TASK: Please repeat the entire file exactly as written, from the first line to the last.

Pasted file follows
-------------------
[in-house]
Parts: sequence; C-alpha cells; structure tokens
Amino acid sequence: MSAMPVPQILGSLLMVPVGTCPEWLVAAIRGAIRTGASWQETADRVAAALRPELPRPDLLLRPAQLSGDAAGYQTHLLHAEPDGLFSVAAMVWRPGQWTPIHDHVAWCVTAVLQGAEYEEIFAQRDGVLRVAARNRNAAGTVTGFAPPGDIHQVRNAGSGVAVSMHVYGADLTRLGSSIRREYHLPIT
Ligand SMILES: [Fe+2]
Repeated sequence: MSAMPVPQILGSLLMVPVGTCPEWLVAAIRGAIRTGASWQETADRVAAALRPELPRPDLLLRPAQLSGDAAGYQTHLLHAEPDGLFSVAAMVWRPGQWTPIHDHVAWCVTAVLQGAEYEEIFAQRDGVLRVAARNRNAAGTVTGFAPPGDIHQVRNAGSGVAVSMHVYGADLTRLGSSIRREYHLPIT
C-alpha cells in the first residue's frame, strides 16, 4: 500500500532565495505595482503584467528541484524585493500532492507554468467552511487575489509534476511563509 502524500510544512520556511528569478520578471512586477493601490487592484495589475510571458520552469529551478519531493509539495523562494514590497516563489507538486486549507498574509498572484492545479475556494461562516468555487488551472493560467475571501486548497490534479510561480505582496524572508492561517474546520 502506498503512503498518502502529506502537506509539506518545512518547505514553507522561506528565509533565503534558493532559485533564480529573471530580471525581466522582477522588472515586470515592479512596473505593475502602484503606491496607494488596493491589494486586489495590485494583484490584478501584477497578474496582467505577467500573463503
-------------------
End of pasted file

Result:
[in-house]
Parts: sequence; C-alpha cells; structure tokens
Amino acid sequence: MSAMPVPQILGSLLMVPVGTCPEWLVAAIRGAIRTGASWQETADRVAAALRPELPRPDLLLRPAQLSGDAAGYQTHLLHAEPDGLFSVAAMVWRPGQWTPIHDHVAWCVTAVLQGAEYEEIFAQRDGVLRVAARNRNAAGTVTGFAPPGDIHQVRNAGSGVAVSMHVYGADLTRLGSSIRREYHLPIT
Ligand SMILES: [Fe+2]
Repeated sequence: MSAMPVPQILGSLLMVPVGTCPEWLVAAIRGAIRTGASWQETADRVAAALRPELPRPDLLLRPAQLSGDAAGYQTHLLHAEPDGLFSVAAMVWRPGQWTPIHDHVAWCVTAVLQGAEYEEIFAQRDGVLRVAARNRNAAGTVTGFAPPGDIHQVRNAGSGVAVSMHVYGADLTRLGSSIRREYHLPIT
C-alpha cells in the first residue's frame, strides 16, 4: 500500500532565495505595482503584467528541484524585493500532492507554468467552511487575489509534476511563509 502524500510544512520556511528569478520578471512586477493601490487592484495589475510571458520552469529551478519531493509539495523562494514590497516563489507538486486549507498574509498572484492545479475556494461562516468555487488551472493560467475571501486548497490534479510561480505582496524572508492561517474546520 502506498503512503498518502502529506502537506509539506518545512518547505514553507522561506528565509533565503534558493532559485533564480529573471530580471525581466522582477522588472515586470515592479512596473505593475502602484503606491496607494488596493491589494486586489495590485494583484490584478501584477497578474496582467505577467500573463503